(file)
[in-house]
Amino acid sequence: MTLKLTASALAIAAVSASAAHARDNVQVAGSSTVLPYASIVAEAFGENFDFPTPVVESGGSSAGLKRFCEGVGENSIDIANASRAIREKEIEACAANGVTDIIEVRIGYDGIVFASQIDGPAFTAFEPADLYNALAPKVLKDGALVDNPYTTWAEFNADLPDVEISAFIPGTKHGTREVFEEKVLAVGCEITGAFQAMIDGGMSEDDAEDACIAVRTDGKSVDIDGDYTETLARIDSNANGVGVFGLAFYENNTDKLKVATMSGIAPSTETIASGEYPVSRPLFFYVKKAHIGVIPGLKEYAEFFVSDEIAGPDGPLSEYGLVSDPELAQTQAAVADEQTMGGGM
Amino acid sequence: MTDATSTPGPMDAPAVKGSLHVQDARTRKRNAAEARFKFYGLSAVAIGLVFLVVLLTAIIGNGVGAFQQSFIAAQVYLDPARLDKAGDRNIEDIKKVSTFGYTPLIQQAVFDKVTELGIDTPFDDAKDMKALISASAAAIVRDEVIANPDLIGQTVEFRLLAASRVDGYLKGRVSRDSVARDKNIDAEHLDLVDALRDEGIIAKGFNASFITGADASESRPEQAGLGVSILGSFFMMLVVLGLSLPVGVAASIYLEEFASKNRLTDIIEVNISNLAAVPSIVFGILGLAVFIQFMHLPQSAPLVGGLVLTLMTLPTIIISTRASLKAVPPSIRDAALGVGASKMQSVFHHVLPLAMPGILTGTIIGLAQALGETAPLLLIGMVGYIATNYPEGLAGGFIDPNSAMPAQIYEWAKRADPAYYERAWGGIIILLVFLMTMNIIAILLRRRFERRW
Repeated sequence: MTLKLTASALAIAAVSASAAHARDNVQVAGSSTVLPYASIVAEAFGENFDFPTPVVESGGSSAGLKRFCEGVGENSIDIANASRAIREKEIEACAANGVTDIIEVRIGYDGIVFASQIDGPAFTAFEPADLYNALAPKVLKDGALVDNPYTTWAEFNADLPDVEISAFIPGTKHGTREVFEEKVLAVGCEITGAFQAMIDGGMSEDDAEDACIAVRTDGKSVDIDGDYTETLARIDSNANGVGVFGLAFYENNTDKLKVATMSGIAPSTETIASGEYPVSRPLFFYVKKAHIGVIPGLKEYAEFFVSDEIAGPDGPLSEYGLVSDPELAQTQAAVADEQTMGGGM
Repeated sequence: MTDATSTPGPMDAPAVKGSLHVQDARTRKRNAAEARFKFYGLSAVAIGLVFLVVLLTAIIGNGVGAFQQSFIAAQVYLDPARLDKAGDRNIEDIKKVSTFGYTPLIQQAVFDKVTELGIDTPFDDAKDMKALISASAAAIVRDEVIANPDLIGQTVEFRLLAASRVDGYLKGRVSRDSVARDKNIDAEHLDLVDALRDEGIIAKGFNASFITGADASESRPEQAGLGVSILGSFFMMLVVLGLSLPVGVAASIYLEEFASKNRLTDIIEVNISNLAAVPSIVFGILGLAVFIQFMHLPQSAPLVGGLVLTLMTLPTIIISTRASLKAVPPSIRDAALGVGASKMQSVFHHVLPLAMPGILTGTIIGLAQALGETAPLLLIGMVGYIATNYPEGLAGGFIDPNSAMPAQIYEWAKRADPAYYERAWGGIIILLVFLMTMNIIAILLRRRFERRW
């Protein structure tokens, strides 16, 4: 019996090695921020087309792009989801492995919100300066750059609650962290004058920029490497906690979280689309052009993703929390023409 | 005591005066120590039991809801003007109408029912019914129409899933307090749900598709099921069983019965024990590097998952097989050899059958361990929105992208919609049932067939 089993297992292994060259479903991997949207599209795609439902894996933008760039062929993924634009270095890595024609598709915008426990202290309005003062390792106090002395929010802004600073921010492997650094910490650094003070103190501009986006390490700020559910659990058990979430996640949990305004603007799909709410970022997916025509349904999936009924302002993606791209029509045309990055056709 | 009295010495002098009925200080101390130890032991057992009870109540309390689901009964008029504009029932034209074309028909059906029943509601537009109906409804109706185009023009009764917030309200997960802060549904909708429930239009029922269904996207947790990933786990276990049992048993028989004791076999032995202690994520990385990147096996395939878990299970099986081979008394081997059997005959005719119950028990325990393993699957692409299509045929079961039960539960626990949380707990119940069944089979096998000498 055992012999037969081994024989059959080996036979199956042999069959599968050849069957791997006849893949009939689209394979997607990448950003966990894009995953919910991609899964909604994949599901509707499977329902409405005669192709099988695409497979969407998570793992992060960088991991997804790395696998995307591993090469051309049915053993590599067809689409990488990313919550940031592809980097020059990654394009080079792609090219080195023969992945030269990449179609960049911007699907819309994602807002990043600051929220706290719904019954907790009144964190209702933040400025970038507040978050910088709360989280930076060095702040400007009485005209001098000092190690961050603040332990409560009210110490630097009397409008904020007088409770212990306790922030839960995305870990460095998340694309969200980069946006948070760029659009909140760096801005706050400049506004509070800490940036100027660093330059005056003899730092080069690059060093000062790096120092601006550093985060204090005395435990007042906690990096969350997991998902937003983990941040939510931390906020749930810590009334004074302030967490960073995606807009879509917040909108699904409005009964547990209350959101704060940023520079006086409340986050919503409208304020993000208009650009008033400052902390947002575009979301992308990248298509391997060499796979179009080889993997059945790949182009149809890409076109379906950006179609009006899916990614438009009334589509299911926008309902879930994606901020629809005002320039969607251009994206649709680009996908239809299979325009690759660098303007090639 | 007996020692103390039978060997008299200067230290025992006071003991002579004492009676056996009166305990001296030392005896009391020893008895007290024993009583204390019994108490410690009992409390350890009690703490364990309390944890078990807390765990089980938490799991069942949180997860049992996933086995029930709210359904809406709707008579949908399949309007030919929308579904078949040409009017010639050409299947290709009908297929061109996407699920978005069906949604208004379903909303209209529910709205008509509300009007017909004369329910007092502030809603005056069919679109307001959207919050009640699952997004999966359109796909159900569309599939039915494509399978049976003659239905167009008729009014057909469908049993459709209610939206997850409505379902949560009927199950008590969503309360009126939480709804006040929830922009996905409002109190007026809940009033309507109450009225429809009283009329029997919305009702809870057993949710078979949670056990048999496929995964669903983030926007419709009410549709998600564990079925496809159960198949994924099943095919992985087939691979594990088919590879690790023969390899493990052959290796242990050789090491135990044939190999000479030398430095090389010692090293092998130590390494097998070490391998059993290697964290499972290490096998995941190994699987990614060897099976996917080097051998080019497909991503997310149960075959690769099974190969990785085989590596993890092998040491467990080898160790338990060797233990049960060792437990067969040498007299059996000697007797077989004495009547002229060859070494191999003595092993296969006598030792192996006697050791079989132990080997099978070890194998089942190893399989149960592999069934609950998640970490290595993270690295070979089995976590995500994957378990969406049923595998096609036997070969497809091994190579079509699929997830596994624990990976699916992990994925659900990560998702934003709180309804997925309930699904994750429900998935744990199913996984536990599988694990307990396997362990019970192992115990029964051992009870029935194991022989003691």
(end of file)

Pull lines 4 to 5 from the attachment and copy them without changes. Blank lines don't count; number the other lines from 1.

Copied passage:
Repeated sequence: MTLKLTASALAIAAVSASAAHARDNVQVAGSSTVLPYASIVAEAFGENFDFPTPVVESGGSSAGLKRFCEGVGENSIDIANASRAIREKEIEACAANGVTDIIEVRIGYDGIVFASQIDGPAFTAFEPADLYNALAPKVLKDGALVDNPYTTWAEFNADLPDVEISAFIPGTKHGTREVFEEKVLAVGCEITGAFQAMIDGGMSEDDAEDACIAVRTDGKSVDIDGDYTETLARIDSNANGVGVFGLAFYENNTDKLKVATMSGIAPSTETIASGEYPVSRPLFFYVKKAHIGVIPGLKEYAEFFVSDEIAGPDGPLSEYGLVSDPELAQTQAAVADEQTMGGGM
Repeated sequence: MTDATSTPGPMDAPAVKGSLHVQDARTRKRNAAEARFKFYGLSAVAIGLVFLVVLLTAIIGNGVGAFQQSFIAAQVYLDPARLDKAGDRNIEDIKKVSTFGYTPLIQQAVFDKVTELGIDTPFDDAKDMKALISASAAAIVRDEVIANPDLIGQTVEFRLLAASRVDGYLKGRVSRDSVARDKNIDAEHLDLVDALRDEGIIAKGFNASFITGADASESRPEQAGLGVSILGSFFMMLVVLGLSLPVGVAASIYLEEFASKNRLTDIIEVNISNLAAVPSIVFGILGLAVFIQFMHLPQSAPLVGGLVLTLMTLPTIIISTRASLKAVPPSIRDAALGVGASKMQSVFHHVLPLAMPGILTGTIIGLAQALGETAPLLLIGMVGYIATNYPEGLAGGFIDPNSAMPAQIYEWAKRADPAYYERAWGGIIILLVFLMTMNIIAILLRRRFERRW